On Thursday, the Consumer Financial Protection Bureau (CFPB) is set to release new rules to crack down on payday lenders.
Among other things, the proposed rules would put the onus on lenders to make sure borrowers can pay back the usually high-interest loans, rather than get caught up in a cycle of debt.
University of Georgia Law professor Mehrsa Baradaran wrote “How the Other Half Banks” about limited access to financing for the poor.
“I think that the CFPB’s rules,” she said, “go a long way in trying to eliminate some of the most egregious sort of abuses in that market. “
The rules will address fees, repayment terms, and how many loans a borrower can take out at a time.
“I think you are going to see the industry scrambling to figure out whether it’s worth remaining open,” said Thaya Brook Knight, associate director of financial regulation studies at the libertarian Cato Institute. “I think most people would agree it’s likely to reduce the availability of this product altogether.”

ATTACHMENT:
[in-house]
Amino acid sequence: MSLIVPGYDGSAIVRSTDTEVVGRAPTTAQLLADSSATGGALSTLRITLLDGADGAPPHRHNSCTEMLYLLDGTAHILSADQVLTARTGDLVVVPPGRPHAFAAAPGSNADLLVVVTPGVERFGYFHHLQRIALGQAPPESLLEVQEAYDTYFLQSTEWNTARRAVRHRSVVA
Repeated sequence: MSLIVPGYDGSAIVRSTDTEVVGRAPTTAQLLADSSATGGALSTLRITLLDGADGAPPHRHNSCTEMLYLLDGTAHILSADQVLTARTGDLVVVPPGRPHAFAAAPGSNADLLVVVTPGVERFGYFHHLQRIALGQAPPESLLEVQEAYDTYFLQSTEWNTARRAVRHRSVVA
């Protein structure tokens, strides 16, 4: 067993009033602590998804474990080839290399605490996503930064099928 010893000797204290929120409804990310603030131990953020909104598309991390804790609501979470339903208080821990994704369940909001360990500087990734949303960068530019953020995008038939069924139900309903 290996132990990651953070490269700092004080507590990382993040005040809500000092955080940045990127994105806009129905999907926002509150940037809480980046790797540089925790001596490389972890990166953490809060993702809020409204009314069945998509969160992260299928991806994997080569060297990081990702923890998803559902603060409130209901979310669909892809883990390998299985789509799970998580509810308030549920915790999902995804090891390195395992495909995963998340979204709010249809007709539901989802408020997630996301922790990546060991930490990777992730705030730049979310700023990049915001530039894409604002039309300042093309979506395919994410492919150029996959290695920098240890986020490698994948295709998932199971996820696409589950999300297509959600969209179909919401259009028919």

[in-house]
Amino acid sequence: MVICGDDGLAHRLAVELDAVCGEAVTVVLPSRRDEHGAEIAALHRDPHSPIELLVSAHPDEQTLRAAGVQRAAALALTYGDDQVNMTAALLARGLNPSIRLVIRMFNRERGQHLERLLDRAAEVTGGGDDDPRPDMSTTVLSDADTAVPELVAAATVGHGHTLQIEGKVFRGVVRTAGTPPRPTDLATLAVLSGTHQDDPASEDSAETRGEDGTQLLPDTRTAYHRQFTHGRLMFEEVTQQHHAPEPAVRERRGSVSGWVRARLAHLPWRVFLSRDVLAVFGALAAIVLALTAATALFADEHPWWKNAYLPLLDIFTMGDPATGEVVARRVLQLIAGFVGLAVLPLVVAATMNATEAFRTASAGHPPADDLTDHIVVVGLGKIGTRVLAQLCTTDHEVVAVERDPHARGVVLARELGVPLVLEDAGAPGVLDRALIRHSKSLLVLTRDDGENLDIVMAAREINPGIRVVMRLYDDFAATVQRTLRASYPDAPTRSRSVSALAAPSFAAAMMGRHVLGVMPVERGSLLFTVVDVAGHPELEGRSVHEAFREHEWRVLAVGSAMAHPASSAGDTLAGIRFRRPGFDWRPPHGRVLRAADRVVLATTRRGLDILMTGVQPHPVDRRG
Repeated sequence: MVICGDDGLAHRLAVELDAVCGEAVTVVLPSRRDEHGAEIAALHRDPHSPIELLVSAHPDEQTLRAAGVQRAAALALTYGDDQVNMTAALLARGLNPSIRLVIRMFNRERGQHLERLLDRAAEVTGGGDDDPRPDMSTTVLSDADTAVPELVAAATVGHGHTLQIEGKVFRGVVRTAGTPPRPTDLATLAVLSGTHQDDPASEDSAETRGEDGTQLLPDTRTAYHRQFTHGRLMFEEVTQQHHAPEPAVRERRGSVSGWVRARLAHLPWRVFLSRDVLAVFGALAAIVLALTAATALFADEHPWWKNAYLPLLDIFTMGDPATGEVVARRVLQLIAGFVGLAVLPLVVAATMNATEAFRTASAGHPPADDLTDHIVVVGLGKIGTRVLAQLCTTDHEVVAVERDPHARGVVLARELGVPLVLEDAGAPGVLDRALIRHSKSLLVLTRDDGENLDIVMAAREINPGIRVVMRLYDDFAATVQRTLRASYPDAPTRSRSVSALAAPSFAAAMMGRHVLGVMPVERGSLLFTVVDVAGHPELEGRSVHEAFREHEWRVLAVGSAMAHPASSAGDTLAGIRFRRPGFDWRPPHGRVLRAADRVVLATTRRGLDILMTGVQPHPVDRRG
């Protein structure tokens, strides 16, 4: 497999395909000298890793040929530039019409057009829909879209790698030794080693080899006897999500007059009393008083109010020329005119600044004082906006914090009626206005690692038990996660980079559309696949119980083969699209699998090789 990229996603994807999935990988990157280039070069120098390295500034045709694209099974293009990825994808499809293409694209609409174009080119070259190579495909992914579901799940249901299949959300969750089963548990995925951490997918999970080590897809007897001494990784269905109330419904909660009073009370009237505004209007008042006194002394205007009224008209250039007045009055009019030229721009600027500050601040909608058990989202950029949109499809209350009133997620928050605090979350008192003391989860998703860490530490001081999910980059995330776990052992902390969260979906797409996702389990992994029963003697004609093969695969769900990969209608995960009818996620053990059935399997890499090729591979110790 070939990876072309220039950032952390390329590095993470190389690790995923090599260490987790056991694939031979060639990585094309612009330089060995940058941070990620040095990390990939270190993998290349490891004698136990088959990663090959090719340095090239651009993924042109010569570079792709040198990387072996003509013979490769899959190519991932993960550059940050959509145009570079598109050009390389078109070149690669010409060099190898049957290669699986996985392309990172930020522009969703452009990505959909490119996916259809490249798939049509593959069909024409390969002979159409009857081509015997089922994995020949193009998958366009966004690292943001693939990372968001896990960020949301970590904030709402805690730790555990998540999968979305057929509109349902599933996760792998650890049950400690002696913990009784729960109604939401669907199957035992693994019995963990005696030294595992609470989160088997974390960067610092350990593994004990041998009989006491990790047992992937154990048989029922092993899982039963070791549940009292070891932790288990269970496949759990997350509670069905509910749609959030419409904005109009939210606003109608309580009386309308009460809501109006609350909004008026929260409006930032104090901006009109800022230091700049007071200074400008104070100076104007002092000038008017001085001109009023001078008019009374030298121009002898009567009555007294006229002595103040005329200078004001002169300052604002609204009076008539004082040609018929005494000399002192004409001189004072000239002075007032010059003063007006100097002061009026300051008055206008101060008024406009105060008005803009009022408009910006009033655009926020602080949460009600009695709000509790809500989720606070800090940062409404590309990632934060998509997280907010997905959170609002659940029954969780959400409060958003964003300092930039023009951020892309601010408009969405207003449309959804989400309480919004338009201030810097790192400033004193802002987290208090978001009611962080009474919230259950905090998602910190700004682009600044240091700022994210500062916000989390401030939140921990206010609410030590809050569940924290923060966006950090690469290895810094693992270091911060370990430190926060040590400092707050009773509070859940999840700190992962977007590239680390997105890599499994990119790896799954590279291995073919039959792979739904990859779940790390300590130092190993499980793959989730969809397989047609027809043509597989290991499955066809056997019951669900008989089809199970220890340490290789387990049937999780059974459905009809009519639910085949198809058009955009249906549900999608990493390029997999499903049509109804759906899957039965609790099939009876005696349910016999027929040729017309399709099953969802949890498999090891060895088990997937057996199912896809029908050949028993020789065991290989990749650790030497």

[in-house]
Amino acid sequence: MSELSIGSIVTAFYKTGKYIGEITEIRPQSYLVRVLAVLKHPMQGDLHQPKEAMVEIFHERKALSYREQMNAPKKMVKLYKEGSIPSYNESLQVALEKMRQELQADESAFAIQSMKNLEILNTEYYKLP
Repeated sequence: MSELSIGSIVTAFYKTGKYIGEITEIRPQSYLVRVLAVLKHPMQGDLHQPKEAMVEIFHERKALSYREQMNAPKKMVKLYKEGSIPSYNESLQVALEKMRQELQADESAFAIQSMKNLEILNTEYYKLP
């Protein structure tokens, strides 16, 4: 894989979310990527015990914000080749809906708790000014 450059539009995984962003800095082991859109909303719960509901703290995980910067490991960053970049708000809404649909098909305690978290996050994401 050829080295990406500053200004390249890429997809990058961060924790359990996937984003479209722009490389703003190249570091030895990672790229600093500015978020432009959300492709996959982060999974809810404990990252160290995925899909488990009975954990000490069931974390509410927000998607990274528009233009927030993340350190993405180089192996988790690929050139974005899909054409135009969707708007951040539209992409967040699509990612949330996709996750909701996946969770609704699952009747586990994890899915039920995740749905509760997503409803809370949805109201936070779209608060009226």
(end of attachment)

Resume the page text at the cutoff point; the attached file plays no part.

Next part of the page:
Knight said people who have no other options for smaller and short-term loans will likely be out of luck under the new rules.
That’s in line with the argument from the payday loan industry, which argues there’s already enough regulation in place to protect consumers.
Dan Gwaltney is president of California Financial Service Providers Association, a trade group for payday lenders in California. He worries the new rules will be too much for some business owners, and might block existing customers from accessing future loans.
“Unfortunately some small lenders may not be able to continue to do business,” he said, “And we’re nervous about where their customers are going to go.”
CFPB will be taking comments on the new rules until mid-September.